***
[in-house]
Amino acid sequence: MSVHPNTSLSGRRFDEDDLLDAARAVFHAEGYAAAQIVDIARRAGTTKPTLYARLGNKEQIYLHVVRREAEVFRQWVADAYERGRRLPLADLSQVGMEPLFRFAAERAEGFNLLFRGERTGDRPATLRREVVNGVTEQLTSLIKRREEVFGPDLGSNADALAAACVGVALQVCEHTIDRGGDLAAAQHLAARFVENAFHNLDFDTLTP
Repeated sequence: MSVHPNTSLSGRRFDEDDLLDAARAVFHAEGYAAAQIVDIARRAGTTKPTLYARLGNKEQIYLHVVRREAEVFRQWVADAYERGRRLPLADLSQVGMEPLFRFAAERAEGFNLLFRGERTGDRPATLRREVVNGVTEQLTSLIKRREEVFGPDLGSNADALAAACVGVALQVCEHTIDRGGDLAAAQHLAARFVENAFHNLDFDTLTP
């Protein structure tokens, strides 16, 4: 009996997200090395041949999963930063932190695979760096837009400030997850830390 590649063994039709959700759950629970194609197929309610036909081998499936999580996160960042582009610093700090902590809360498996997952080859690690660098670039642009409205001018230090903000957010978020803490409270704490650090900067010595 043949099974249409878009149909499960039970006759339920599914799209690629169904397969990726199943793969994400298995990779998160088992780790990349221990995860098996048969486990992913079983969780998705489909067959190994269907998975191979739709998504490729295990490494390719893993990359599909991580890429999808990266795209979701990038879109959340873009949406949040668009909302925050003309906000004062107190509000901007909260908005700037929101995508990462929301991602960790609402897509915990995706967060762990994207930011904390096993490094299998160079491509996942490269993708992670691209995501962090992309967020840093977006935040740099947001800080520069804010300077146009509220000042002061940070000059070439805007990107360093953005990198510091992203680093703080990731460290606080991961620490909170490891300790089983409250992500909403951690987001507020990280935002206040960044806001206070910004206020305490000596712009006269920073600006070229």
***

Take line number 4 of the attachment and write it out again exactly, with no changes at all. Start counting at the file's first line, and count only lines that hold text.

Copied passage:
């Protein structure tokens, strides 16, 4: 009996997200090395041949999963930063932190695979760096837009400030997850830390 590649063994039709959700759950629970194609197929309610036909081998499936999580996160960042582009610093700090902590809360498996997952080859690690660098670039642009409205001018230090903000957010978020803490409270704490650090900067010595 043949099974249409878009149909499960039970006759339920599914799209690629169904397969990726199943793969994400298995990779998160088992780790990349221990995860098996048969486990992913079983969780998705489909067959190994269907998975191979739709998504490729295990490494390719893993990359599909991580890429999808990266795209979701990038879109959340873009949406949040668009909302925050003309906000004062107190509000901007909260908005700037929101995508990462929301991602960790609402897509915990995706967060762990994207930011904390096993490094299998160079491509996942490269993708992670691209995501962090992309967020840093977006935040740099947001800080520069804010300077146009509220000042002061940070000059070439805007990107360093953005990198510091992203680093703080990731460290606080991961620490909170490891300790089983409250992500909403951690987001507020990280935002206040960044806001206070910004206020305490000596712009006269920073600006070229």